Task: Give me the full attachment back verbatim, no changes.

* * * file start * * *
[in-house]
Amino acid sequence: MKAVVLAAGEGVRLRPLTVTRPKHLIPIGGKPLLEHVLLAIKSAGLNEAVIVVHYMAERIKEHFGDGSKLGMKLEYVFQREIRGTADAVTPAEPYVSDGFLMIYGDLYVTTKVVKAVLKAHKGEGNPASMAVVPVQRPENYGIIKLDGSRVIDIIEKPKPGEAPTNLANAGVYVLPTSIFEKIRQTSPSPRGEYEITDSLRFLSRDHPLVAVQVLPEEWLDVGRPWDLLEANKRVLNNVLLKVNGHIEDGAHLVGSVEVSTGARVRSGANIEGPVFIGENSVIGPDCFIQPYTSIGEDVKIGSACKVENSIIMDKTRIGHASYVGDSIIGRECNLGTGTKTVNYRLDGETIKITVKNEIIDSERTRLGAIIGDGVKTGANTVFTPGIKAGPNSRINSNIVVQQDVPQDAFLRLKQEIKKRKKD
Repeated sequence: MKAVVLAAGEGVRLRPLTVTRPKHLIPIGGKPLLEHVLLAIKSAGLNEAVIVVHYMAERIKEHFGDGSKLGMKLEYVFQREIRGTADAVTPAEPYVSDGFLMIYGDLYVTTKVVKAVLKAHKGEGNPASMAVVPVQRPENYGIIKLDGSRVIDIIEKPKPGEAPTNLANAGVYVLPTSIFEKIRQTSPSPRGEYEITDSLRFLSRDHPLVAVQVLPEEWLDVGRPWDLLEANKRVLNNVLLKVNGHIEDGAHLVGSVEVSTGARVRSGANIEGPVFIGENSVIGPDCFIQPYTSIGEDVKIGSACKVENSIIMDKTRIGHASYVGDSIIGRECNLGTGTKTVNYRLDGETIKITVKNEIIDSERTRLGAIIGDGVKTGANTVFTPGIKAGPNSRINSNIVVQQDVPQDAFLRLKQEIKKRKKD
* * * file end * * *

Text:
[in-house]
Amino acid sequence: MKAVVLAAGEGVRLRPLTVTRPKHLIPIGGKPLLEHVLLAIKSAGLNEAVIVVHYMAERIKEHFGDGSKLGMKLEYVFQREIRGTADAVTPAEPYVSDGFLMIYGDLYVTTKVVKAVLKAHKGEGNPASMAVVPVQRPENYGIIKLDGSRVIDIIEKPKPGEAPTNLANAGVYVLPTSIFEKIRQTSPSPRGEYEITDSLRFLSRDHPLVAVQVLPEEWLDVGRPWDLLEANKRVLNNVLLKVNGHIEDGAHLVGSVEVSTGARVRSGANIEGPVFIGENSVIGPDCFIQPYTSIGEDVKIGSACKVENSIIMDKTRIGHASYVGDSIIGRECNLGTGTKTVNYRLDGETIKITVKNEIIDSERTRLGAIIGDGVKTGANTVFTPGIKAGPNSRINSNIVVQQDVPQDAFLRLKQEIKKRKKD
Repeated sequence: MKAVVLAAGEGVRLRPLTVTRPKHLIPIGGKPLLEHVLLAIKSAGLNEAVIVVHYMAERIKEHFGDGSKLGMKLEYVFQREIRGTADAVTPAEPYVSDGFLMIYGDLYVTTKVVKAVLKAHKGEGNPASMAVVPVQRPENYGIIKLDGSRVIDIIEKPKPGEAPTNLANAGVYVLPTSIFEKIRQTSPSPRGEYEITDSLRFLSRDHPLVAVQVLPEEWLDVGRPWDLLEANKRVLNNVLLKVNGHIEDGAHLVGSVEVSTGARVRSGANIEGPVFIGENSVIGPDCFIQPYTSIGEDVKIGSACKVENSIIMDKTRIGHASYVGDSIIGRECNLGTGTKTVNYRLDGETIKITVKNEIIDSERTRLGAIIGDGVKTGANTVFTPGIKAGPNSRINSNIVVQQDVPQDAFLRLKQEIKKRKKD